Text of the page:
Every year we make our own Christmas Pudding. Over the years I’ve more or less worked out how to make a good one. It needs to be moist, it needs to be rich; it needs, I think, to be dark in colour, it needs to be laced with alcohol. My recipe is based on our family version, which in turn, was nicked from the 1960’s Cordon Bleu Cookery Course part-work. I’ve adapted it by adding Guinness stout and black treacle. One year I tried adding a peaty Scotch Whisky, but somehow, the finished result was far too smokey, too peaty, which of course is what’s obviously going to happen if you start playing around with a Single Malt. So back to cognac. And that feels right.
And now is the time to make it. Traditionally, Stir-Up Sunday is the last Sunday before Advent, ie tomorrow. Everyone takes turns to stir the pudding and make a wish.
One of the great pleasures of Christmas is walking into the food hall at Fortnum & Mason. You’re hit by that particular, delicious scent: a combination of thick wool carpet, glass, plastic wrapping, Turkish Delight, cognac, chocolate and tea. And row after row of “luxury” Christmas puddings. One of the saddest things known to mankind is the single Christmas Pudding for one. The idea of someone sitting there alone, eating it all by themselves is truly awful. Even worse if they’re wearing one of those paper hats.
And what’s the difference between a “Christmas Pudding” and a “Luxury Christmas Pudding”? That’s a question I would love to ask the manufacturers. Like the dreadful “iconic”, “luxury” is one of those over-used, mistunderstood, meaningless words. These days everything is luxury. From a yuppy apartment flat in Nine Elms (“the height of sophistication’) to a bog-standard entry level Mercedes-Benz (“luxury in motion”). Does a spoonful of cheap brandy and a few glacé cherries make a pudding de-luxe?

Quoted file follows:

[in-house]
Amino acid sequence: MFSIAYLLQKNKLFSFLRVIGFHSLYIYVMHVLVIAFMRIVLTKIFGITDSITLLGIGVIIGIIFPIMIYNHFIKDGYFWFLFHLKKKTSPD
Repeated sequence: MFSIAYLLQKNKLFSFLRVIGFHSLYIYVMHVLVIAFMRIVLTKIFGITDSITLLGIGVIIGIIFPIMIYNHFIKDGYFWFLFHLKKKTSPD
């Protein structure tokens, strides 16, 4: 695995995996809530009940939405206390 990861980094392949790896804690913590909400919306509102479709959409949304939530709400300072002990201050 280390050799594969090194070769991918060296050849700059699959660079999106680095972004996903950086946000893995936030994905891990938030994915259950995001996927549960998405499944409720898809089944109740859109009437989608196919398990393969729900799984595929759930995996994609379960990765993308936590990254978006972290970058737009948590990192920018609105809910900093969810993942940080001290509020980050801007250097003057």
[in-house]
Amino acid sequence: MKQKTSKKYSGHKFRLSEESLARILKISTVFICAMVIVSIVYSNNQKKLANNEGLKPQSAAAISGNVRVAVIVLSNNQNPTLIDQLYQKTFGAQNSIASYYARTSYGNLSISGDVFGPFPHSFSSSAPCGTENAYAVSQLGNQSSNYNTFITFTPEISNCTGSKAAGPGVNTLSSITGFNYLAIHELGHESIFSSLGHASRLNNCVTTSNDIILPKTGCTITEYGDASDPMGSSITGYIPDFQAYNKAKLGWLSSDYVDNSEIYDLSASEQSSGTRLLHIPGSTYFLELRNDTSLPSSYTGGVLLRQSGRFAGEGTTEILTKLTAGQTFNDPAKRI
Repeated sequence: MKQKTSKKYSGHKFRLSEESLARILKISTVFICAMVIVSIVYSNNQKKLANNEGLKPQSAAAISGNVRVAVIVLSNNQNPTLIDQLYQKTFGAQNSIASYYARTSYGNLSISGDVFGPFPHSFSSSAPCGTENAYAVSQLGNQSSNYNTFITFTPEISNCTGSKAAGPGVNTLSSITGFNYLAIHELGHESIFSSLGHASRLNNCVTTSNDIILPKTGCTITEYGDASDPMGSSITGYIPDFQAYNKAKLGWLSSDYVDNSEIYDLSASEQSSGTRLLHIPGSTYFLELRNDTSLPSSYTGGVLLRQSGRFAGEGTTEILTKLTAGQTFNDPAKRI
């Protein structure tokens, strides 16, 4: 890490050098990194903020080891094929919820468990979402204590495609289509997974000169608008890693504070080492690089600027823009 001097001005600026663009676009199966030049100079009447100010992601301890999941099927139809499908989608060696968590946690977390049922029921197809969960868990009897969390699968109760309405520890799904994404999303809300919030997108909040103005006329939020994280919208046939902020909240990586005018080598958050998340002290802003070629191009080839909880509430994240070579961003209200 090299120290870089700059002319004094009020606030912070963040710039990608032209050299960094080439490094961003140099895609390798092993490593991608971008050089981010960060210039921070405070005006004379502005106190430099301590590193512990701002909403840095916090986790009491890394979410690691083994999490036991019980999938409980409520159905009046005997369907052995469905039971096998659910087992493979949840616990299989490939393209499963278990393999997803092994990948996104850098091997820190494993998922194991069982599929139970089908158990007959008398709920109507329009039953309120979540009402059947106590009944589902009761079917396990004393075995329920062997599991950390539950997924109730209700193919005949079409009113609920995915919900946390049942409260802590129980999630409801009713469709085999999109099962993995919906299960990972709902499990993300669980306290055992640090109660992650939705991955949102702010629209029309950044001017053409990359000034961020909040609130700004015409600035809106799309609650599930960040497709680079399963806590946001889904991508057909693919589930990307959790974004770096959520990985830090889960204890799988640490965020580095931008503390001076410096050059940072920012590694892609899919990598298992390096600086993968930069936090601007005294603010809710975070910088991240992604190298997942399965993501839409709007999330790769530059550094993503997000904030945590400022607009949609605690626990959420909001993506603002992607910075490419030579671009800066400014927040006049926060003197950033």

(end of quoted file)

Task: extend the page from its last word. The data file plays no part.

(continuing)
Here’s our recipe. (This year I’ve got a bottle of sweet 12 year old Pedro Ximenez Sherry lying around, so I’m going to add a teaspoon of the stuff to the mix. Just a tiny bit. An extra hint of raisin will be no bad thing).
Incidentally, the fabulous illustration above is by the brilliant printmaker, Alice Pattullo. Recently she designed an interesting bookplate for me based on that famous painting of Charles II receiving the first pineapple grown on English soil. The Pudding King was a design for a Christmas Card, as sold by the V & A.
The Official Greasy Spoon Christmas Pudding
Stir up all the following ingredients in a pudding basin:
-350g Mixed fruit and peel (this means crystallised peel, dried apricots, currants, saltanas, raisins, grated lemon rind, and grated orange rind)
-50g Chopped glacé cherries
-25g Flaked almonds
-50g Dried suet (you can't get the proper stuff anymore- the EU has made it illegal)
-35g White breadcrumbs
-35g Plain flour
-70g Moist dark brown sugar
-50g Grated apple
-A dash of mixed spice and grated nutmeg (Some weirdos add carrot- but very sensibly, I leave this one out).
Once you've stirred all the ingredients together, mix in the following ingredients:
-2 beaten eggs
-Juice of half a lemon and half an orange
-2 tablespoons of a dark stout (ie Guinness)
-Tablespoon of black treacle
-Dash of decent Cognac (ie Brandy or Armagnac)
Stir it up like mad. Now’s the time to add the mixture to a basin. A traditional ceramic pudding basin is just dandy.
Smear the inside of the basin with butter. This will stop the pudding sticking to the side. Pour in the mixture. Top off with a piece of buttered greaseproof paper, ideally cut down to fit. Finally, place a cloth over the basin, and tie it off at the top with a bit of string.
Steam it for five to six hours. This means getting hold of a large pan, filling it about a quarter full with water and bringing it to the boil. Place the pudding in the middle of the pan, and put the lid on. The steam will rise up within the pan, and cook the pudding. Once it's cooked, leave it in a cool place with a piece of tin foil on top. It will mature in the run-up to Christmas. On the great day itself, you will need to steam it for a further three hours.
Serve with a sprig of holly and brandy butter. Pour over brandy and set light to it. There’s a theory that hot brandy will stay alight longer than cold brandy. I’ve never been entirely convinced. Heating brandy drives off the alcohol. Surely?